In 1727, Dahomey conquered Heuda, and Ouidah is brought under the administrative control of the former, though this political control is undertaken, it would initially seem, by officials not resident in the town itself. One of the more interesting elements of the book is the discussion of how this conquest also altered the ethnic composition of the town, with the introduction of new settlers, including those from Dahomey itself, slaves from further inland, traders and canoemen from the then Gold Coast and, to a limited extent, Europeans. Dahomian commercial and political control in the town was formalized with the position of Yovogan (‘chief of the whites’) from 1745, though earlier individuals may have performed similar roles. The Yovogan was responsible to the Mehu, one of two chiefs who reported directly to the king in Abomey. This marked an important change in focus, where under Heuda rule, trade was organized from Savi, whereas under Dahomian rule, the business-side of trade was now organized in Ouidah itself. What becomes increasingly clear, however, is that the international slave economy of Dahomey was integrally tied to the local market in several ways, the most obvious being the rise of independent slave traders in the town of Ouidah who worked outside of the Royal market. The most famous of these, who operated during the illegal trade of the nineteenth century, was the Brazilian-born Francisco Felix de Souza.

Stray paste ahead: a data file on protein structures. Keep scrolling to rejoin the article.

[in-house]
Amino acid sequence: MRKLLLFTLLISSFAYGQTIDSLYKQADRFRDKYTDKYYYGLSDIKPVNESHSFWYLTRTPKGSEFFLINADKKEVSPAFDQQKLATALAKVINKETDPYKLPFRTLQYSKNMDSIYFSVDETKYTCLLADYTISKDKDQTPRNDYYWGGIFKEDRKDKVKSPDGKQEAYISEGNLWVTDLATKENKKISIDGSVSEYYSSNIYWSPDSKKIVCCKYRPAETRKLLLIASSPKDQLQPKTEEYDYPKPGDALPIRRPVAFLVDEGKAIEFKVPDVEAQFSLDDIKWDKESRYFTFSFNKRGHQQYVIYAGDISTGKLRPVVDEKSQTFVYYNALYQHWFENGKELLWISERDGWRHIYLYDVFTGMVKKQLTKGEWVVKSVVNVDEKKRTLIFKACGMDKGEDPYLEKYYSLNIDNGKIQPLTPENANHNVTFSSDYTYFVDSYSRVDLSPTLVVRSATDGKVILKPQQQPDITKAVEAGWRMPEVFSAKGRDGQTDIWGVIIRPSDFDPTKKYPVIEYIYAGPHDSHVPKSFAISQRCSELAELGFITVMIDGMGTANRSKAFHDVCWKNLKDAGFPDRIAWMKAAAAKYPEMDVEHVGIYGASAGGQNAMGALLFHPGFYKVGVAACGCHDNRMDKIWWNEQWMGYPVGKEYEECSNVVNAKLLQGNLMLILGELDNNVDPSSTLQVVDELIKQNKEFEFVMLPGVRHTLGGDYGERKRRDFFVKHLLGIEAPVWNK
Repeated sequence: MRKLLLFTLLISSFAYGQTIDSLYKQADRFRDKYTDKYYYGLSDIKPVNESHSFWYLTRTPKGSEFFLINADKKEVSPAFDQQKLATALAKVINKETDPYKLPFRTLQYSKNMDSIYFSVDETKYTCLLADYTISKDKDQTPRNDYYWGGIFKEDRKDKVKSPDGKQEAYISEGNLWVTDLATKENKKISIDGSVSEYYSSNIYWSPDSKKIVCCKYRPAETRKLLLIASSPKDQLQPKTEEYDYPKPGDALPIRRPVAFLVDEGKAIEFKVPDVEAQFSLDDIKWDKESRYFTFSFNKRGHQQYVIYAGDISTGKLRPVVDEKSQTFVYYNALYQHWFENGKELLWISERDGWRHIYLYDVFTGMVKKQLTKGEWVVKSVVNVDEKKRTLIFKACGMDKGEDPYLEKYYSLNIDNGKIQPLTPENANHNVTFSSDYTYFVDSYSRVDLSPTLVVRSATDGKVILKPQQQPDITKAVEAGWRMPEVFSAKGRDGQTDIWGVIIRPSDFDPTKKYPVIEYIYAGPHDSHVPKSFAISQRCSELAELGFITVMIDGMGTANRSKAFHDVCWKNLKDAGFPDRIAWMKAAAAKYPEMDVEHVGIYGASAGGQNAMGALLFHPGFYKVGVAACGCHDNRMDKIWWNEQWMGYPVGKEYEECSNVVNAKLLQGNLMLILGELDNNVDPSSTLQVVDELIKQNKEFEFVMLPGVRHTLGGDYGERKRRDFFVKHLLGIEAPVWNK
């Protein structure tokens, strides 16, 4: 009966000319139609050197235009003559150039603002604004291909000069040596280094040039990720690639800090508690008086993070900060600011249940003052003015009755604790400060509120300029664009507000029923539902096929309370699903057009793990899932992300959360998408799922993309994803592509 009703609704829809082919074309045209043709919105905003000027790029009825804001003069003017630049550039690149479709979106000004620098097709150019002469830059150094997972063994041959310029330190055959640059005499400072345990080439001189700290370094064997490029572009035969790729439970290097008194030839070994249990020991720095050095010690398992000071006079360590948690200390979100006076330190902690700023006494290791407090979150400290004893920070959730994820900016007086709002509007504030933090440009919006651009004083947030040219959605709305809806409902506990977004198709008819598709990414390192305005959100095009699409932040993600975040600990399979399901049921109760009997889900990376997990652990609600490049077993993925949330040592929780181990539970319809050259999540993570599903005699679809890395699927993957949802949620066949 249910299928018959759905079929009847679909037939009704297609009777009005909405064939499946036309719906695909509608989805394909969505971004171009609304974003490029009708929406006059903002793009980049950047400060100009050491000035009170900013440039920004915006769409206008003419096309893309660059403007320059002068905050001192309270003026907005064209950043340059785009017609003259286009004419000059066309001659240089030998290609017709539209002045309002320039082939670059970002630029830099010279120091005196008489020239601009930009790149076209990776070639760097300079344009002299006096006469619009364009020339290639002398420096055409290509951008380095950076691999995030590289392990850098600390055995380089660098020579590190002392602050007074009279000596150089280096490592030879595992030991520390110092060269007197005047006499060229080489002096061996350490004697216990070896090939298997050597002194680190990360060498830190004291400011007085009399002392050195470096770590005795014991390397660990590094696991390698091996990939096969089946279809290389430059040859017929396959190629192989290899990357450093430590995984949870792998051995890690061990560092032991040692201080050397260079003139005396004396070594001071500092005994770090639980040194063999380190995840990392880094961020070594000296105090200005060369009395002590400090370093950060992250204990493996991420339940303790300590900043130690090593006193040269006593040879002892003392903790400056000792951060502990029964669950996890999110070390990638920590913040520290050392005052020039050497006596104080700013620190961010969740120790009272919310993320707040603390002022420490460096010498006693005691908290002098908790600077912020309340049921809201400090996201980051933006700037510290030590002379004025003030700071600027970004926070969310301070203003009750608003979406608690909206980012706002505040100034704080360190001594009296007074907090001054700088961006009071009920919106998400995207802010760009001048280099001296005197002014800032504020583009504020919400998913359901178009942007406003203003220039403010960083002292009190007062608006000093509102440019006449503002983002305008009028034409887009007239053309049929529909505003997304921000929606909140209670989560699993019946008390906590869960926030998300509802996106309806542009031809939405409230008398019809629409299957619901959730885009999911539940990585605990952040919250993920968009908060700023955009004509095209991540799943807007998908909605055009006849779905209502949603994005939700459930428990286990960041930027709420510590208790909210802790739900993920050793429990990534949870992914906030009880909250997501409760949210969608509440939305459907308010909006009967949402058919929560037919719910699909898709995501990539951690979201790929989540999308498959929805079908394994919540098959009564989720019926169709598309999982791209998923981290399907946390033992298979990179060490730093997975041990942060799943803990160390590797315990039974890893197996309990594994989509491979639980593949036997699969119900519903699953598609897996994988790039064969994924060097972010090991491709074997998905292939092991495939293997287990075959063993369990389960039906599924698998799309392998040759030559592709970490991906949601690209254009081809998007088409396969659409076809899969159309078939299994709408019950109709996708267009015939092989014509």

This well written and researched work, clearly showing the author’s familiarity and mastery over a wide range of disparate material, will be of great interest to those studying the transatlantic slave trade and the various roles Africans played in it, both in terms of its political economy and its legacy. The author critically, yet seamlessly, integrates varying strands of data to present a complex picture of the slave and legitimate trade from the perspective of the traders, administrators and to some extent the enslaved themselves, all of whom passed through the ‘port’ town of Ouidah.